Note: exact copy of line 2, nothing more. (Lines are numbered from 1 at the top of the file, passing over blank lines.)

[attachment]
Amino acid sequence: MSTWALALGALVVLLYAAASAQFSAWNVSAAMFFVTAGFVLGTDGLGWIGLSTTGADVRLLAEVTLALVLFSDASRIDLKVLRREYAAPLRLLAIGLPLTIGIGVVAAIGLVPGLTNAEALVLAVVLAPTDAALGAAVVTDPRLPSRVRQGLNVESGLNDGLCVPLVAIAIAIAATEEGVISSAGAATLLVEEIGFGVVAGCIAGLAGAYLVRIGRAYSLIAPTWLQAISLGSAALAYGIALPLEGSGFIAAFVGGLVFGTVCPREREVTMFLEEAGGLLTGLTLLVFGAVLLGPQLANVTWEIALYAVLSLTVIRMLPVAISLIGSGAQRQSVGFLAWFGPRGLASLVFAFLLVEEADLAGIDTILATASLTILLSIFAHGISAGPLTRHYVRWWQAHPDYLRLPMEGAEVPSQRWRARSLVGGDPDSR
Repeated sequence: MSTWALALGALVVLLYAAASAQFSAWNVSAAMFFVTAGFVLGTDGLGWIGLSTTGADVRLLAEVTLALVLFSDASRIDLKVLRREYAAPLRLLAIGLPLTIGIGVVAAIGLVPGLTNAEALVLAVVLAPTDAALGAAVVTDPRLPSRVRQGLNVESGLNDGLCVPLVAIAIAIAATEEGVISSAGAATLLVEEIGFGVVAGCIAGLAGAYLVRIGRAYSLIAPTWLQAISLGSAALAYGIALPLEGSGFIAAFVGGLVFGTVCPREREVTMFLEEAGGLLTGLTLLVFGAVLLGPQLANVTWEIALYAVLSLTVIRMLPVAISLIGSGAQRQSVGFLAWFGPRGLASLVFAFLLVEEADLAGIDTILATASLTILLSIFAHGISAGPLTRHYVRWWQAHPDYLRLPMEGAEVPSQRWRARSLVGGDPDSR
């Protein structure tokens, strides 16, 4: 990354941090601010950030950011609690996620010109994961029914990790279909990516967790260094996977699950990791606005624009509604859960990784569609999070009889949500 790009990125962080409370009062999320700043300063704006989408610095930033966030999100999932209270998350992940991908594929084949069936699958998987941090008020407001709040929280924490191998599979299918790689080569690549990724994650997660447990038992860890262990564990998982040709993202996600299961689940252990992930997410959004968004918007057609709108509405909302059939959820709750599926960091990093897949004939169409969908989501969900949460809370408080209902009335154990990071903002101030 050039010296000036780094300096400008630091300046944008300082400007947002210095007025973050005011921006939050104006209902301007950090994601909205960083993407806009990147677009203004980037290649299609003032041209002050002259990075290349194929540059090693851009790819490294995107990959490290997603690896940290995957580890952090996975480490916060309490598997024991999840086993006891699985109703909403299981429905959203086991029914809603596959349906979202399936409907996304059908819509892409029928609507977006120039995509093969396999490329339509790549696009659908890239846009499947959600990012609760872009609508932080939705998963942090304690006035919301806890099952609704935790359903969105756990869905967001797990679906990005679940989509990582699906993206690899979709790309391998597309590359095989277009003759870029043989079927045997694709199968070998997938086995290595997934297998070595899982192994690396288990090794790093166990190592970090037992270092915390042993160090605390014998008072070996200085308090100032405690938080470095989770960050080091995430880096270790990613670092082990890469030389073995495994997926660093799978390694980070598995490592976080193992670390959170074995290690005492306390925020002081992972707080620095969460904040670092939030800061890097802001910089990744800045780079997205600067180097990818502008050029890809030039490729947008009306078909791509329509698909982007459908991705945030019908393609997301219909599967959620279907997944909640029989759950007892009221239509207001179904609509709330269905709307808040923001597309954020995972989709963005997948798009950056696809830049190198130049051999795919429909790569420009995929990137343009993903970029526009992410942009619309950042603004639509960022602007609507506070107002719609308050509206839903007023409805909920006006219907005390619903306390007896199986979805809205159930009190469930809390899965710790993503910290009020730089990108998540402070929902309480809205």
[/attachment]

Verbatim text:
Repeated sequence: MSTWALALGALVVLLYAAASAQFSAWNVSAAMFFVTAGFVLGTDGLGWIGLSTTGADVRLLAEVTLALVLFSDASRIDLKVLRREYAAPLRLLAIGLPLTIGIGVVAAIGLVPGLTNAEALVLAVVLAPTDAALGAAVVTDPRLPSRVRQGLNVESGLNDGLCVPLVAIAIAIAATEEGVISSAGAATLLVEEIGFGVVAGCIAGLAGAYLVRIGRAYSLIAPTWLQAISLGSAALAYGIALPLEGSGFIAAFVGGLVFGTVCPREREVTMFLEEAGGLLTGLTLLVFGAVLLGPQLANVTWEIALYAVLSLTVIRMLPVAISLIGSGAQRQSVGFLAWFGPRGLASLVFAFLLVEEADLAGIDTILATASLTILLSIFAHGISAGPLTRHYVRWWQAHPDYLRLPMEGAEVPSQRWRARSLVGGDPDSR